Authors: Sharon and Angus MacInnes
Although the state Land Office did not plat the surveys onto Township Patent Maps as they did for about 1/3 of the townships in the state, we are exceedingly fortunate that the Westmoreland County Tax Map Maintenance Department completed a similar project to map the patents of the original tracts. The 353 detailed tract maps produced by the Map Maintenance Department show the original tracts superimposed over current road maps. Since only the patentees are shown on these maps, the MacInneses embarked on a project to look up each of the approximately 3,500 original tracts within Westmoreland County in the Westmoreland County Warrant Register, the New Purchase Register, and the Patent Register indexes in Harrisburg. They were able to locate the dates of the warrant and patent for each tract, the names of the warrantee (or New Purchase applicant) and patentee, as well as the size and name of the tract, correcting inconsistencies and adding invaluable data.
With the information in the township charts in this atlas, you will be able to pinpoint the location of the tract of your ancestor, as well as to know which repository in Greensburg or Harrisburg holds the original documents so that you may request copies of them.
A great many of the warrants and patents of Westmoreland County were issued before the first U.S. Census in 1790, but some of the land transactions occur as late as the 1930s. Keep in mind that most of these land transactions precede the deeds located in the county courthouse. The authors documented the transfer of ownership from the state or colony to the first landowners, although references to many deeds and surveys in Greensburg are also included. (All conveyances of those tracts after the transfer of ownership to private hands are recorded at the courthouse.) In addition to documenting the first private landowners of Westmoreland County, the atlas can often reveal family relationships or clues to possible relationships since relatives usually congregated near one another, acted as witnesses and sponsors for each other, attended church together, and appear together in tax lists. Secondly, since people usually moved in groups, tracking sets of families and neighbors as a whole can frequently suggest routes of migration. Finally, later owners of these tracts can be traced back to the exact location of their plat by following their transactions through deed and will books. Index.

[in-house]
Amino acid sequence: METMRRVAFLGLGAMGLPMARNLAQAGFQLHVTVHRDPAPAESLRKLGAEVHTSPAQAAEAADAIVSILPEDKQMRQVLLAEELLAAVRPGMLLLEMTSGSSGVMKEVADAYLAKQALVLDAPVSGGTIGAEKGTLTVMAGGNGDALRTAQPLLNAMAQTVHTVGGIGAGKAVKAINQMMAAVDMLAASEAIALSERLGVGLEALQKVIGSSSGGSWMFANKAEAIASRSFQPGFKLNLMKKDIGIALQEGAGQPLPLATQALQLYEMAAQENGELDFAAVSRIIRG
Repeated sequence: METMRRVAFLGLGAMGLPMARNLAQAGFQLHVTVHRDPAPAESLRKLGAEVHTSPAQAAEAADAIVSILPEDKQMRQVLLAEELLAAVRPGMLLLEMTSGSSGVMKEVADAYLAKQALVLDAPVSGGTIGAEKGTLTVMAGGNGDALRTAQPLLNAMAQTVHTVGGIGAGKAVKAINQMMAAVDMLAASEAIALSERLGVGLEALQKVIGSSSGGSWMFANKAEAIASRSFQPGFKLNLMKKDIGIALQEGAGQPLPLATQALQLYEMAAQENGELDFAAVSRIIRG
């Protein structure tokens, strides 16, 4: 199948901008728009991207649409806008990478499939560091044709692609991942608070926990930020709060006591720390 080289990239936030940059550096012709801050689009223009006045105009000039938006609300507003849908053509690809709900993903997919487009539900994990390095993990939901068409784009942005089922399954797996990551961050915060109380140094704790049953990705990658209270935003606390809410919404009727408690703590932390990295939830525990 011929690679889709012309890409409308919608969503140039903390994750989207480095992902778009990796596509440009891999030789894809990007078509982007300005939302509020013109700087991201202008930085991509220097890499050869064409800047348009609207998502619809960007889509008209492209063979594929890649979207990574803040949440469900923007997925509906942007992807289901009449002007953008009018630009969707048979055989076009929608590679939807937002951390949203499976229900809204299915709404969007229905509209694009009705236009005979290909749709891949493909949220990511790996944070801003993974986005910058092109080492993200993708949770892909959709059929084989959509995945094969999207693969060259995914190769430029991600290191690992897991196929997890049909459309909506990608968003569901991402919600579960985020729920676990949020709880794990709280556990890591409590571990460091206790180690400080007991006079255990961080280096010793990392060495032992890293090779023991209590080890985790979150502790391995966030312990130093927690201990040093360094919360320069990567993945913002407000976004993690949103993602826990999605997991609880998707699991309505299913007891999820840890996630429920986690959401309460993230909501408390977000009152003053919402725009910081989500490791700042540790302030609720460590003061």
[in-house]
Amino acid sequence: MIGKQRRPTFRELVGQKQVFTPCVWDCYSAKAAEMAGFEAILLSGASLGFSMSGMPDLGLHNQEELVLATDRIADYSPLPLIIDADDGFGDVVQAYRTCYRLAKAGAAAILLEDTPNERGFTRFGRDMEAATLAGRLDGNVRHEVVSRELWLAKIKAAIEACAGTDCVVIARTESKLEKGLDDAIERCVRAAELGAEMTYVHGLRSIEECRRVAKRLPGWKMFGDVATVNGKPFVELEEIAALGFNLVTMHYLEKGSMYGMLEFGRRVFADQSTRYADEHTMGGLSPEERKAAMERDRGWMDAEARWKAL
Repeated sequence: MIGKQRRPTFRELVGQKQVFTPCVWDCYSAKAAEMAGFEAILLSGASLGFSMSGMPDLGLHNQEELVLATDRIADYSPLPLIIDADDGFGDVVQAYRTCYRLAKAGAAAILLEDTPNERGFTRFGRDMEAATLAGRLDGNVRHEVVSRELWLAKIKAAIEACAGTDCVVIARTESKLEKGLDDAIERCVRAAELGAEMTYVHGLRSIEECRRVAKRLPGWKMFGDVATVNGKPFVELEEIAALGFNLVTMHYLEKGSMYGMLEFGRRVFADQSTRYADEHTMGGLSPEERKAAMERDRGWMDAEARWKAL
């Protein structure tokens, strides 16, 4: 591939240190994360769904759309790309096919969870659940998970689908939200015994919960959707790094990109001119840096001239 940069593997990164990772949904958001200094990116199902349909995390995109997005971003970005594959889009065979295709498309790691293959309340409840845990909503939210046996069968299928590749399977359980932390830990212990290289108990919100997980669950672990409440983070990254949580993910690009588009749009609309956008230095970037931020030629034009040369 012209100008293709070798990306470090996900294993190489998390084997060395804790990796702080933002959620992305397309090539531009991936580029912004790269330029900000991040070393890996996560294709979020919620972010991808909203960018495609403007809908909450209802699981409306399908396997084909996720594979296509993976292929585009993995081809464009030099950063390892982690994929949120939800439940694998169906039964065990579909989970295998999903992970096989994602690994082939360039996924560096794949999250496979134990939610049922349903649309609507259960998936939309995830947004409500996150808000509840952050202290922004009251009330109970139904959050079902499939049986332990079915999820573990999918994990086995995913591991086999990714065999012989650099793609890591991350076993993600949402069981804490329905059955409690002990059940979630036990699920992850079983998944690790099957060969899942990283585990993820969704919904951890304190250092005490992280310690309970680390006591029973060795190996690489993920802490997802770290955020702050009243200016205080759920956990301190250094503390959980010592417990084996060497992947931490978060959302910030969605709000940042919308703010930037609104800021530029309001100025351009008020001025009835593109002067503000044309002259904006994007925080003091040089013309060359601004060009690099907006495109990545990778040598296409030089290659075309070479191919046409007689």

The detailed tract maps produced by Westmoreland County are truly a unique tool for researchers of Westmoreland County settlers. These 353 detailed maps, which are not included in this book, show the original tracts superimposed over modern maps. Consequently, you can locate precisely where your ancestor’s land was and see the roads and lots within it today. The companion CD with .pdf images can be purchased separately or in combination with the book.
2007, 8.5" X 11", Softbound, 542 pages (Book + CD) BEST BUY
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